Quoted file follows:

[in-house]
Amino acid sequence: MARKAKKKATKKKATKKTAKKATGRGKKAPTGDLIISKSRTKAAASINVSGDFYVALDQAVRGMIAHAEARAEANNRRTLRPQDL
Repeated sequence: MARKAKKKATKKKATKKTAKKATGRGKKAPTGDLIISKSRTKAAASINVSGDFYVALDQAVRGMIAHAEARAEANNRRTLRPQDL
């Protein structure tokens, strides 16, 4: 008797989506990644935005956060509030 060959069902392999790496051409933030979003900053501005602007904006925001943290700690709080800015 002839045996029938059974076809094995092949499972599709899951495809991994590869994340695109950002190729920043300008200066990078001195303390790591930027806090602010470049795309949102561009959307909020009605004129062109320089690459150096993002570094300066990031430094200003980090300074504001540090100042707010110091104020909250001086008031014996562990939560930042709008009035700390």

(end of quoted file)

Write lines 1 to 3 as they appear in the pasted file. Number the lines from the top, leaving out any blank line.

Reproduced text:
[in-house]
Amino acid sequence: MARKAKKKATKKKATKKTAKKATGRGKKAPTGDLIISKSRTKAAASINVSGDFYVALDQAVRGMIAHAEARAEANNRRTLRPQDL
Repeated sequence: MARKAKKKATKKKATKKTAKKATGRGKKAPTGDLIISKSRTKAAASINVSGDFYVALDQAVRGMIAHAEARAEANNRRTLRPQDL